Introducing a Mammography Technologist
This profile is part of our Introducing MR Tech series to highlight the work of our diagnostic imaging unit.
Working in mammography wasn’t always on Lauren Harris’s radar when it came to growing into her career in diagnostic imaging (DI).
“When you’re studying to become an X-ray technologist, mammography is not touched on as much as the other areas of diagnostic imaging,” Harris explains. “When I worked at a clinic in Burlington as an X-ray tech, they asked if I had any interest in mammography and I took the opportunity. I had on-the-job-training and I really liked it.”
Harris’s career at Hamilton Health Sciences (HHS) started in 2012 on a casual basis in the DI unit at the Juravinski Hospital and Cancer Centre. In 2016, a part-time opportunity opened up at the CIBC Breast Assessment Centre at Juravinski Hospital and Cancer Centre. She’s been there ever since.
What’s the biggest difference between working in X-ray and working in mammography?
I would say the biggest difference is the need for really good communication skills. You’re up close with patients in mammography. Our patients are more nervous about their exams, so you need to learn how to ease their anxiety. It’s different if you’re getting an X-ray done for a broken finger, rather than a mammogram for cancer screening. You have to be quick to develop relationships with patients to help ease their fears.
What are some of your daily responsibilities?
The bulk of our work is cancer screening. The majority of our patients are in the Ontario Breast Screening Program (OBSP); it’s a self-referral program for women in the 50 to 74 age range. Most of the patients we see do not have symptoms of breast cancer and are considered asymptomatic, so they’re coming every year or every two years based on radiologist recommendations. Another portion of our work is performing surveillance mammograms. These are for patients who have had breast cancer before and are coming back for yearly check-ups. The remaining patients are people who have concerning breast symptoms. Their mammograms may lead to further imaging like an ultrasound or biopsy.
As a technologist, I assist the radiologists in different procedures such as breast biopsies. We spend a lot of time with the patients during these procedures, too, explaining what’s going to happen, obtaining their consent, and getting them ready.
We also work really closely with the radiologists. We review specific mammogram cases with them and then relay the results and information to patients based on what the radiologist has determined.
Another group we work closely with are ultrasound technologists. We do the first step of a patient’s imaging – the mammogram – and if an ultrasound is required, we relay information to the ultrasound tech based on the radiologist’s requests.
What are some of the challenges that come with your position?
The main one is definitely helping a patient through their anxiety and nervousness. Patients react to being fearful in different ways; sometimes it’s anxiousness, sometimes it’s anger. Other times they’re very emotional. I have to tell myself that they’re not angry at me, it’s just how they’re expressing their fear.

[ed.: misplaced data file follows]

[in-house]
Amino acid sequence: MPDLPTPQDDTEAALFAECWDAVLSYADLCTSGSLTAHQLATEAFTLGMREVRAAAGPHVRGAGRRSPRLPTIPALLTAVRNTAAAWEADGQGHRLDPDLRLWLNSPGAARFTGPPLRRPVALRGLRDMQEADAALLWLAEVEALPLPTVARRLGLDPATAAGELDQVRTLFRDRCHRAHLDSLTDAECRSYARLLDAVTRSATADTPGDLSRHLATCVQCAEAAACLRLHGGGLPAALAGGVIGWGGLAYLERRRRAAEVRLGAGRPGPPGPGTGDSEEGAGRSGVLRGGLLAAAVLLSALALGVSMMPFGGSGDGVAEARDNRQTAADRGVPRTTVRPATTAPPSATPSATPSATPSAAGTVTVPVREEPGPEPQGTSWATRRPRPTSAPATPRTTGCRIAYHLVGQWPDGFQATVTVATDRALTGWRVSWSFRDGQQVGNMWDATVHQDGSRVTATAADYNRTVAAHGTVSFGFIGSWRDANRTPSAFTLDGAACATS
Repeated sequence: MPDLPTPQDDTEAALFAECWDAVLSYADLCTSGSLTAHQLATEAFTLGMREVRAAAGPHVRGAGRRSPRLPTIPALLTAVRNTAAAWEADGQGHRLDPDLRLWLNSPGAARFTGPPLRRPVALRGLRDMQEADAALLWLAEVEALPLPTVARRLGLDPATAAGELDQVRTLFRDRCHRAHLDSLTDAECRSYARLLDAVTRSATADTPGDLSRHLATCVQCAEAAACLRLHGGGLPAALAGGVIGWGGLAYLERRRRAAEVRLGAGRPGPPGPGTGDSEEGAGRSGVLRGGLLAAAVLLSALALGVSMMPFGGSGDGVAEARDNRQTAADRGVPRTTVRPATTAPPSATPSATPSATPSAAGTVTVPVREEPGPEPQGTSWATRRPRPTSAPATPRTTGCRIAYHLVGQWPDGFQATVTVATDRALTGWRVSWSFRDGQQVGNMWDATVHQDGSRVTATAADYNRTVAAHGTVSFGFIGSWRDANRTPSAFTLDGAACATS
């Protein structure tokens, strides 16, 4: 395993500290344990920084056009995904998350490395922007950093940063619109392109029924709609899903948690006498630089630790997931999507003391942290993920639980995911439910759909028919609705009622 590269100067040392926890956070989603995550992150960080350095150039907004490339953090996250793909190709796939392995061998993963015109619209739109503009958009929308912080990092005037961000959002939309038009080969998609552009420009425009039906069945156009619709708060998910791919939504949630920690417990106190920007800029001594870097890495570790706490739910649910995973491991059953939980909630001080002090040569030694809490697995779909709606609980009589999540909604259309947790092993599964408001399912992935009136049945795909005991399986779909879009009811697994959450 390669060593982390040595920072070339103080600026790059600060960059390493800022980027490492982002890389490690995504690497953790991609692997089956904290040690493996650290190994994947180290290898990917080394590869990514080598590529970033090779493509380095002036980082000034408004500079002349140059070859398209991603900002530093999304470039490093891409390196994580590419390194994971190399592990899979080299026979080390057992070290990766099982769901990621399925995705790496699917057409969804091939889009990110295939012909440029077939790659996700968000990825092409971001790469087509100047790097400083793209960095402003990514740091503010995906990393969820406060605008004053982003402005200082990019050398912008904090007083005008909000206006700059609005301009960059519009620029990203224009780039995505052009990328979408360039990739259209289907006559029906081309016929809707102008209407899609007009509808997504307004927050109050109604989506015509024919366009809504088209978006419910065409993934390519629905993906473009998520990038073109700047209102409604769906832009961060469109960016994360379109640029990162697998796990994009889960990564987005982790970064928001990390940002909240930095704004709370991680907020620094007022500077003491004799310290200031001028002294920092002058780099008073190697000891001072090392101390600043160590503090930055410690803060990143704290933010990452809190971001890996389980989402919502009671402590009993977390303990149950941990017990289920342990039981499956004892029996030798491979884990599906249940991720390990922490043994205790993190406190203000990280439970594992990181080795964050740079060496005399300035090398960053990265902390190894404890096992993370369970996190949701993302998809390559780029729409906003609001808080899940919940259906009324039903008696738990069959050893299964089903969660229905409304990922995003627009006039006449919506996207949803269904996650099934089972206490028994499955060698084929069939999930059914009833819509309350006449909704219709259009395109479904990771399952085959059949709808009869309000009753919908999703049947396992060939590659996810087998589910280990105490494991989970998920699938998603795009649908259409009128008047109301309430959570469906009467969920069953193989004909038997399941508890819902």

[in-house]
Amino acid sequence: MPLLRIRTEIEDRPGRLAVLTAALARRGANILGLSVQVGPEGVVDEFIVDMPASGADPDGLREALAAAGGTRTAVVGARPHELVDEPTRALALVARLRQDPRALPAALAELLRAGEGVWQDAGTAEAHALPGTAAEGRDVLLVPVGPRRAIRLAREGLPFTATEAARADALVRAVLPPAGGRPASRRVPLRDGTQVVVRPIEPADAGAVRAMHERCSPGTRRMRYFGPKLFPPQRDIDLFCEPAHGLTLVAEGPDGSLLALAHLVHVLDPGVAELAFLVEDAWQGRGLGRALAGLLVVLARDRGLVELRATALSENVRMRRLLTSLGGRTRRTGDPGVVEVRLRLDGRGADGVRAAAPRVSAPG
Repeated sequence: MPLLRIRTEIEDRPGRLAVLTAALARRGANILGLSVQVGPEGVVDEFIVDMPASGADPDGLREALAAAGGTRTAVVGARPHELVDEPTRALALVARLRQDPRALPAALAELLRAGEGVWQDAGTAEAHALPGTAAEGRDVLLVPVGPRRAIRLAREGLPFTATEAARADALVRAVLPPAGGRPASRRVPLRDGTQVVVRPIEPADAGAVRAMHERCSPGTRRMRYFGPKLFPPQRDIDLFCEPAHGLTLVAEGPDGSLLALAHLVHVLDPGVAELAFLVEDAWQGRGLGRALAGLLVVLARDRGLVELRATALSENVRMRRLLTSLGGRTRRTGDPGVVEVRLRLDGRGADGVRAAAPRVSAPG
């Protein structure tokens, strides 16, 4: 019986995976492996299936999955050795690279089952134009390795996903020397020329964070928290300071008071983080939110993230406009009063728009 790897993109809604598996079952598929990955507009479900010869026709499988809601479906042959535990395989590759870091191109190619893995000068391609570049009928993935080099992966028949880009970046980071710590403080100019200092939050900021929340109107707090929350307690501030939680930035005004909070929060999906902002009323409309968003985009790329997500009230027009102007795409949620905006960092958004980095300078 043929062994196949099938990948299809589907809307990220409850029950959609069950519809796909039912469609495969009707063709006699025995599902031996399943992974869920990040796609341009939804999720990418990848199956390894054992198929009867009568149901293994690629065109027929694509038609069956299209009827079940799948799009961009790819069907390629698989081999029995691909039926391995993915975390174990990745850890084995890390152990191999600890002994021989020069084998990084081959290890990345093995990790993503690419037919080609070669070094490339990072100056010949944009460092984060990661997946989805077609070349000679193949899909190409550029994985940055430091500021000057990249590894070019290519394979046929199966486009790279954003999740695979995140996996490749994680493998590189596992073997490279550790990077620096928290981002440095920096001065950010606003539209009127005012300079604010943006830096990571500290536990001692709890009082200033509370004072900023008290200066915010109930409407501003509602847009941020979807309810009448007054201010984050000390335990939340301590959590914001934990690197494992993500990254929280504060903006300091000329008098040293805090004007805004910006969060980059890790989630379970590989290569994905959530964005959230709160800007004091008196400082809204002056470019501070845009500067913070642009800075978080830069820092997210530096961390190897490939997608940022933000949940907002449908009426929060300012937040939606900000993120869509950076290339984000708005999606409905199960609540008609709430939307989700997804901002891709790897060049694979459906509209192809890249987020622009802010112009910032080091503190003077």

Another challenge is patient education. Some people don’t believe in mammograms because of misinformation they’ve read. We advise women that the benefits of screening mammography outweigh the possible risks. The amount of radiation exposure from a mammogram is about the same as a one-way airplane flight from southern Ontario to Vancouver. Getting screened regularly with mammography is important because it can find cancer early when it is less likely to have spread to other parts of the body. Treatment may also have a better chance of working when breast cancer is found early.
There’s also misinformation out there about the Ontario Breast Screening program. It’s a self-referral program for women who are 50-74 years old, so some may feel that once they’re out of that age range they shouldn’t go for regular mammograms. Women over the age of 74 can be screened within the OBSP; however, they are encouraged to make a personal decision about breast screening in consultation with their healthcare provider.
What’s your advice for someone who’s interested in working in DI?
I would say you have to have good communication skills to work in any part of DI. I learned this especially when I moved to mammography. The art of good communication is the biggest asset to the job – being able to answer people’s questions and try to lower their anxiety as they go into their appointment is huge.
Another skill you need is problem-solving. Not every patient you see is going to be able-bodied. Sometimes we have patients with mobility issues. We have to be creative and adapt the procedure to the patient.
Are there any positive patient experiences that stick out to you?
Before the pandemic, we had volunteers who’d hand out surveys to our patients asking about their experience with us. At our weekly team meetings, our manager would read out some of them, saying that we made their experiences better. That was always a nice way to start our day. Our booking clerks will sometimes get patients who ask specifically for you to do their mammogram, saying they had a really good appointment last time and would like to have you again. Or sometimes you meet someone in the waiting room and they say they remember you from their last visit. Some patients will mail a thank you card to the entire team to show their gratitude.
Today is World Cancer Day, an international day marked on Feb. 4 to raise awareness of cancer and to encourage its prevention, detection, and treatment.